How Hospitals Can Embrace and Leverage the ED as a Value-driven Asset


Healthcare providers face a range of increasingly complex issues: rising costs, declining reimbursement, new technologies, the transition from volume to value, alternative payment methods, care transitions, and much more.

According to a white paper from Schumacher Clinical Partners’ Enterprise Chief Medical Officer, Randy Pilgrim, MD, FACEP — Aligning Your Emergency Department with Your Hospital’s Priorities — EDs can play a crucial role in managing these issues, driving value, and enabling your hospital to thrive in spite of the chaotic healthcare environment.

“When aligned with the hospital’s priorities, [the ED] can be a powerful, central hub for improving efficiency, reducing waste, and improving outcomes,” Dr. Pilgrim asserts.

How do hospitals turn the emergency department into a strategic asset? It all begins with “right-sizing” says Dr. Pilgrim. In the white paper, he outlines a three-step process that begins with the ED itself.

  1. Right-sizing the ED: Optimizing ED Foundations and Fundamentals

“A shaky foundation threatens all that is built upon it,” Dr. Pilgrim says. “Before refinements or new processes can be implemented, it’s critical to work with your ED director and management to identify weakness in your foundation. Innovation is important, but not before your fundamentals are solid.”

The ED’s foundations include: safety-net care, quality care for the acute treatment of sick and injured patients, rapid diagnosis, direction and coordination with EMS services, and disaster preparedness and response.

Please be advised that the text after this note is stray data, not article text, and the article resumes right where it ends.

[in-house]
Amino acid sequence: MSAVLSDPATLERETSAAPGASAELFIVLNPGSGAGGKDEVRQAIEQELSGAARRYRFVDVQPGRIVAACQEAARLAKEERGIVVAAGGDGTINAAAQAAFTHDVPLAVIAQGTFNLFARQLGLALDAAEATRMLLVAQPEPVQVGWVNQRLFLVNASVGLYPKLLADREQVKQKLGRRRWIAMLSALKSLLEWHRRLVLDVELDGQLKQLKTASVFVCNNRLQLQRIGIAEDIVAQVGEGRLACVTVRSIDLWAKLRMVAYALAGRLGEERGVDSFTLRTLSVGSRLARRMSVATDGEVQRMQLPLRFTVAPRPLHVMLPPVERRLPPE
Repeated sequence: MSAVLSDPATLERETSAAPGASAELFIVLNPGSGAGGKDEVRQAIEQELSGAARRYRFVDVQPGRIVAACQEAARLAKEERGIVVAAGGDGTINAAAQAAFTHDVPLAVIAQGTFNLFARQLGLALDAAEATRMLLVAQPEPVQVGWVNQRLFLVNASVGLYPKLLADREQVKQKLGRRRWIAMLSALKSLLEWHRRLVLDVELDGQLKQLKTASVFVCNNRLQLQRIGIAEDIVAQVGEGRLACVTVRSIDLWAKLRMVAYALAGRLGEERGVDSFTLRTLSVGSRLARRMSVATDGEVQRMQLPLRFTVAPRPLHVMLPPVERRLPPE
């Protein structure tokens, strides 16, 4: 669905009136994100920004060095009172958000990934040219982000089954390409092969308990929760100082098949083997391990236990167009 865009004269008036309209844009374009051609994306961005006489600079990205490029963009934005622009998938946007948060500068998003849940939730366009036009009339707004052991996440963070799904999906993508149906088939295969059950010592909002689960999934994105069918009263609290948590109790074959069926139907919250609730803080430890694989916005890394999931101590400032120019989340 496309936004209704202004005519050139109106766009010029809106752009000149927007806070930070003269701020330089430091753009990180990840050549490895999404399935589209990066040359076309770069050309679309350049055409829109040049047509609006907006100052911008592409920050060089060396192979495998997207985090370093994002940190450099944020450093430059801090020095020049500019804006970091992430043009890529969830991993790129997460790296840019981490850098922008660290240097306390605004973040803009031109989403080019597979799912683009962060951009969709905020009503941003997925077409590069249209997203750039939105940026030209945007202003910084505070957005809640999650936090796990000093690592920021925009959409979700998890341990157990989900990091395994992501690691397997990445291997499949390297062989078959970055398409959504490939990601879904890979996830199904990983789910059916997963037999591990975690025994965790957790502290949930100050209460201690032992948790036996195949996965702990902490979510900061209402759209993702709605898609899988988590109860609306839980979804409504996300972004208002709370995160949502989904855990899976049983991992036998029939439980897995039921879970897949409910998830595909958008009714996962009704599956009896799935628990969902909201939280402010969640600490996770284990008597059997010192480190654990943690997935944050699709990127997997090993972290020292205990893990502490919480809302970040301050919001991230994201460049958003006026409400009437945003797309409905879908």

Other fundamentals to examine and optimize include: space and equipment, staffing for providers and support teams, effective leadership, and efficient treatment of time-sensitive conditions.

“Once your fundamentals are solid, you are on firm footing and ready to move forward and enhance your ED’s functions,” Dr. Pilgrim says.

  1. Right-sizing Key Interfaces: Innovative Opportunities to Leverage Your ED

“Delivering on your ED’s baseline responsibilities…shouldn’t be minimized, but it doesn’t represent the full spectrum of value your ED can deliver in an evolving environment,” Dr. Pilgrim explains, “The real opportunities include using the ED as an initiator for care transitions, while enhancing the ED’s role with the large number of patients with intermediate and complex chronic conditions seen in emergency departments.”

Two areas worth examination include:

Admissions. Typically, more than half of all hospital admissions come through the ED. Many ED patients have intermediate acuity and complex, chronic conditions, and there are opportunities to enhance the ED’s value with these populations.

“Essentially, your ED can function as a host for a very brief, ‘mini-hospitalization,’ allowing for additional diagnostic time and more targeted treatments,” Dr. Pilgrim stresses, “which ultimately shortens a hospital stay by enhancing diagnostic specificity and allowing earlier initiation of treatment.”

Near-admissions. Hospitals and EDs face overcrowding and mounting healthcare challenges as ED visits increase and availability of inpatient hospital beds simultaneously decrease.